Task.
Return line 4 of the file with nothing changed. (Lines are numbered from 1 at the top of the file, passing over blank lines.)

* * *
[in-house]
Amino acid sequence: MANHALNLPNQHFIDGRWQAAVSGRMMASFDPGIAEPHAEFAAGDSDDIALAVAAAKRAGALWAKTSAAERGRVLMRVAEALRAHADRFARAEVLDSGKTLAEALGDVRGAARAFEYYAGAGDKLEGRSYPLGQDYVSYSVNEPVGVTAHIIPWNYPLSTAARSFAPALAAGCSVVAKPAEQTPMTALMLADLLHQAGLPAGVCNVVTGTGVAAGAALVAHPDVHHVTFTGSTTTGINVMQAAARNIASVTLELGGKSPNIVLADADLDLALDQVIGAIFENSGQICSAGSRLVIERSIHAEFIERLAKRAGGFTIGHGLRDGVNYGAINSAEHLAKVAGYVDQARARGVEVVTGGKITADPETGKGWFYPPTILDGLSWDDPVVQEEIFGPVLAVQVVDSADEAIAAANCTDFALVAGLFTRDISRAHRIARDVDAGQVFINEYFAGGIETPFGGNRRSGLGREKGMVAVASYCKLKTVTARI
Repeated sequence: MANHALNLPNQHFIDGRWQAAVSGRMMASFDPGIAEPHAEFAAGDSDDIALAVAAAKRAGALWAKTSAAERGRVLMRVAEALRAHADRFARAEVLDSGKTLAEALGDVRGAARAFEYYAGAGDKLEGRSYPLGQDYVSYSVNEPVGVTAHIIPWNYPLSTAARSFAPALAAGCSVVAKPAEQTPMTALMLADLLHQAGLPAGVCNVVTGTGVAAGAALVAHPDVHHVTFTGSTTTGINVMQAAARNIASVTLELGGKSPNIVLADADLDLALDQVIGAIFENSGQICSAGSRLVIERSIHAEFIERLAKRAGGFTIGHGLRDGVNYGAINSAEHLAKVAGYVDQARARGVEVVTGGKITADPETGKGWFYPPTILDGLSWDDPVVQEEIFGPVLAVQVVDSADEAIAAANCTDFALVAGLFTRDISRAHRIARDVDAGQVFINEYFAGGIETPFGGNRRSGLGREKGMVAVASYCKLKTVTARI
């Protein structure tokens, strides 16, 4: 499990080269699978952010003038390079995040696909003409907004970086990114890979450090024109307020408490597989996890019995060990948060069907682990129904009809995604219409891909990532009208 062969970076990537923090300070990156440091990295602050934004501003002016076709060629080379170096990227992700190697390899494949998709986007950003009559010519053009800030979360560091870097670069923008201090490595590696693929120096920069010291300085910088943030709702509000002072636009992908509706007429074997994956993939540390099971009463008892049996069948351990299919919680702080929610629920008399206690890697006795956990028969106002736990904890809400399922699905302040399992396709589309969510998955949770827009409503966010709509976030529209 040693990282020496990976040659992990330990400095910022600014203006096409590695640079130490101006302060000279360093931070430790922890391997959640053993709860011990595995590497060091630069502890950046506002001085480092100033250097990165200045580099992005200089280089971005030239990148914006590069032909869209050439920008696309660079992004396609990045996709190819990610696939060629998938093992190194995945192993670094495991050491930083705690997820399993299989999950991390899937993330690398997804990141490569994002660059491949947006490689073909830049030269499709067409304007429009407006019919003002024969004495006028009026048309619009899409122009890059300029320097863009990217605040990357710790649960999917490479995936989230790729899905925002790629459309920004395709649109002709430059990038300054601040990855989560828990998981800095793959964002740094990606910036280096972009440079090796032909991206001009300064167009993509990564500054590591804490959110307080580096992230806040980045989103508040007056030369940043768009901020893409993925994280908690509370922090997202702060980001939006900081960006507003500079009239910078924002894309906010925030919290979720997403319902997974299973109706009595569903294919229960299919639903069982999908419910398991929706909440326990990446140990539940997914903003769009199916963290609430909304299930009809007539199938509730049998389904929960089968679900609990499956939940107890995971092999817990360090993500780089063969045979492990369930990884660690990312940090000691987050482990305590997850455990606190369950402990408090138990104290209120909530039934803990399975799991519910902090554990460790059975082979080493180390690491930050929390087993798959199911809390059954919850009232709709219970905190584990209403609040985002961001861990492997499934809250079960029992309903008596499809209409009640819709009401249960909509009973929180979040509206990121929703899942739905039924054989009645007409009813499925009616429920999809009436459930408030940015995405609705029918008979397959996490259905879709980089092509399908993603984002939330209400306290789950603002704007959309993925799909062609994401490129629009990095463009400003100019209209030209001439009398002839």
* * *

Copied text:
């Protein structure tokens, strides 16, 4: 499990080269699978952010003038390079995040696909003409907004970086990114890979450090024109307020408490597989996890019995060990948060069907682990129904009809995604219409891909990532009208 062969970076990537923090300070990156440091990295602050934004501003002016076709060629080379170096990227992700190697390899494949998709986007950003009559010519053009800030979360560091870097670069923008201090490595590696693929120096920069010291300085910088943030709702509000002072636009992908509706007429074997994956993939540390099971009463008892049996069948351990299919919680702080929610629920008399206690890697006795956990028969106002736990904890809400399922699905302040399992396709589309969510998955949770827009409503966010709509976030529209 040693990282020496990976040659992990330990400095910022600014203006096409590695640079130490101006302060000279360093931070430790922890391997959640053993709860011990595995590497060091630069502890950046506002001085480092100033250097990165200045580099992005200089280089971005030239990148914006590069032909869209050439920008696309660079992004396609990045996709190819990610696939060629998938093992190194995945192993670094495991050491930083705690997820399993299989999950991390899937993330690398997804990141490569994002660059491949947006490689073909830049030269499709067409304007429009407006019919003002024969004495006028009026048309619009899409122009890059300029320097863009990217605040990357710790649960999917490479995936989230790729899905925002790629459309920004395709649109002709430059990038300054601040990855989560828990998981800095793959964002740094990606910036280096972009440079090796032909991206001009300064167009993509990564500054590591804490959110307080580096992230806040980045989103508040007056030369940043768009901020893409993925994280908690509370922090997202702060980001939006900081960006507003500079009239910078924002894309906010925030919290979720997403319902997974299973109706009595569903294919229960299919639903069982999908419910398991929706909440326990990446140990539940997914903003769009199916963290609430909304299930009809007539199938509730049998389904929960089968679900609990499956939940107890995971092999817990360090993500780089063969045979492990369930990884660690990312940090000691987050482990305590997850455990606190369950402990408090138990104290209120909530039934803990399975799991519910902090554990460790059975082979080493180390690491930050929390087993798959199911809390059954919850009232709709219970905190584990209403609040985002961001861990492997499934809250079960029992309903008596499809209409009640819709009401249960909509009973929180979040509206990121929703899942739905039924054989009645007409009813499925009616429920999809009436459930408030940015995405609705029918008979397959996490259905879709980089092509399908993603984002939330209400306290789950603002704007959309993925799909062609994401490129629009990095463009400003100019209209030209001439009398002839």